Dementia FAQs - the questions people want to ask a dementia specialist
As Anchor’s Head of Care Quality I work across all our care homes ensuring we provide exceptional dementia care to our customers.
I’m passionate about supporting people to live well with dementia and believe that raising awareness of what dementia is and how it may develop can help ensure people get the right support early on.
I work closely both with people living with dementia and their support networks; family, friends and carers, and there are a number of key questions I am asked repeatedly, so in this blog I aim to answer a couple of dementia FAQs.
What do you mean by the term “dementia”? What is dementia and how does it impact on people?
Dementia is an umbrella term used to describe a group of symptoms that cause a disturbance in the brain’s functioning.
There are many different types of dementia. The Alzheimer’s Society (2007) estimates that there are 100 different types.
Every person is unique and will experience dementia in their own way. The different types of dementia can affect people differently. The most common signs and symptoms of dementia can include:
- Day-to-day memory loss – difficulty recalling events that happened recently
- Language – difficulties following a conversation or understanding others
- Visuospatial skills – problems judging distances (e.g. on stairs) and seeing objects in three dimensions
- Orientation – losing track of the day or date, or becoming confused in familiar surroundings
- Problems with thinking and reasoning
- Difficulties with concentrating, planning and everyday tasks
- It’s important to note that memory loss is not enough to diagnose dementia. Forgetting things can be a product of the busy lives that we lead. Only when this reaches a stage where it is stopping everyday functions can it be a symptom for dementia.
How common is dementia? Will I get dementia?
According to the Alzheimer’s Society, there are currently 850,000 people living with dementia in UK and this is predicted to rise to two million by 2051 (Alzheimer’s Society 2012).
These are huge numbers and as our population continues to grow older, more and more of us are likely to know someone living with dementia.
We’ve seen some good developments in research around preventing dementia, many of which are covered in this factsheet produced by the Alzheimer’s Society. It explains very well what is known about the factors that affect our risk of developing different types of dementia and gives some advice on the steps people can take to reduce their risk.
What we need to ensure is that we’re supporting people who are living with dementia. It’s important to know that if you are diagnosed with dementia that you are not alone, and there is some brilliant care and support available.
Why are surroundings important when supporting people with dementia?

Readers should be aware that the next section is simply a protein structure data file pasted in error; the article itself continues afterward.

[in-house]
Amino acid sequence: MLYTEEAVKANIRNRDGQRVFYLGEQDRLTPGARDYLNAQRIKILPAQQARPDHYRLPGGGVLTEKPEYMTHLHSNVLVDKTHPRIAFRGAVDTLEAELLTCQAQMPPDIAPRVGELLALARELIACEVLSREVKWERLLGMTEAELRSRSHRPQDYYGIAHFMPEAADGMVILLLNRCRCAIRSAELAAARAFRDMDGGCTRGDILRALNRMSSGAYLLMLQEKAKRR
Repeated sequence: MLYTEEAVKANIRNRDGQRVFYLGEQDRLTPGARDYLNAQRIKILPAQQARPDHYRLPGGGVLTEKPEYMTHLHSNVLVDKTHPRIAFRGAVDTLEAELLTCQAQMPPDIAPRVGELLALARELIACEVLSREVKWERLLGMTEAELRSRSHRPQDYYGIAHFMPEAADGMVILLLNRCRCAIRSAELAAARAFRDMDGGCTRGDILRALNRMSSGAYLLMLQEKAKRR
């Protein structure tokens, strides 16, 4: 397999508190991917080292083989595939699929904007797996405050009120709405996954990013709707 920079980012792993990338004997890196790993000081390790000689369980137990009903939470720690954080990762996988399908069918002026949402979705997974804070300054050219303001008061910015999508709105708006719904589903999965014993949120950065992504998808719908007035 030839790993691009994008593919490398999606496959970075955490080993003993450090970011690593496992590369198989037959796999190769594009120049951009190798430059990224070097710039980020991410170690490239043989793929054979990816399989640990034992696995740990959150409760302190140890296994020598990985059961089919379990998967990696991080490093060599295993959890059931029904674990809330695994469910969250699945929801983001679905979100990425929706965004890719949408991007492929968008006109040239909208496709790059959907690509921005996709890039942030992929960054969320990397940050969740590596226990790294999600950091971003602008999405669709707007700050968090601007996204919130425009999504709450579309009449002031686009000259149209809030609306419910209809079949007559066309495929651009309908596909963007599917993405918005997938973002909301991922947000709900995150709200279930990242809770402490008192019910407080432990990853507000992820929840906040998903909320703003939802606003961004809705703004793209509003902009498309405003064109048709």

People with dementia can get confused in a familiar environment, so it’s a good idea to make everything easily recognisable.
The most important thing that we highlight at Anchor is person-centred care. Every person is unique and the surroundings that they find comforting will depend on their own personal life story.
Due to the symptoms of dementia such as memory loss and difficulties with vision, people can experience anxiety, feeling worried or confused so it is important to create surroundings that are not sterile, but homely so that people feel relaxed and at ease.
Creating areas for meaningful activity, such as interactive sections of hallways can spark spontaneous conversation and places for people to join together. This can help reduce isolation and boredom, which can be critical when supporting people living with dementia.
Providing a stimulating environment as well as making it feel homely can maximise independence and quality of life.
Where can I find more information about dementia and get support?
If you think you or a loved one may be developing dementia your GP should be your first port of call. Your GP will be able to run through some simple checks to assess the symptoms being described and offer you information and answer your questions face to face.
Anchor has also developed a guide to help families of people living with dementia which you can download for free here. This discusses the early signs of dementia as well as how to get a diagnosis and could be helpful.
You could also become a Dementia Friend by visiting www.dementiafriends.org.uk The Prime Minister has set a challenge that by 2020 there will be over 3 million registered dementia friends in England, with England leading the way in turning Dementia Friends into a global movement.
There are lots of charities set up to provide information and support for people living with dementia as well as their carers, useful websites include:
The most important thing is to get the support you need, don’t tackle this alone. It can be helpful getting a timely diagnosis of dementia and support from the early stages can really help to continue to live a happy and fulfilled life.
Rob Martin is Anchor’s Head of Care Quality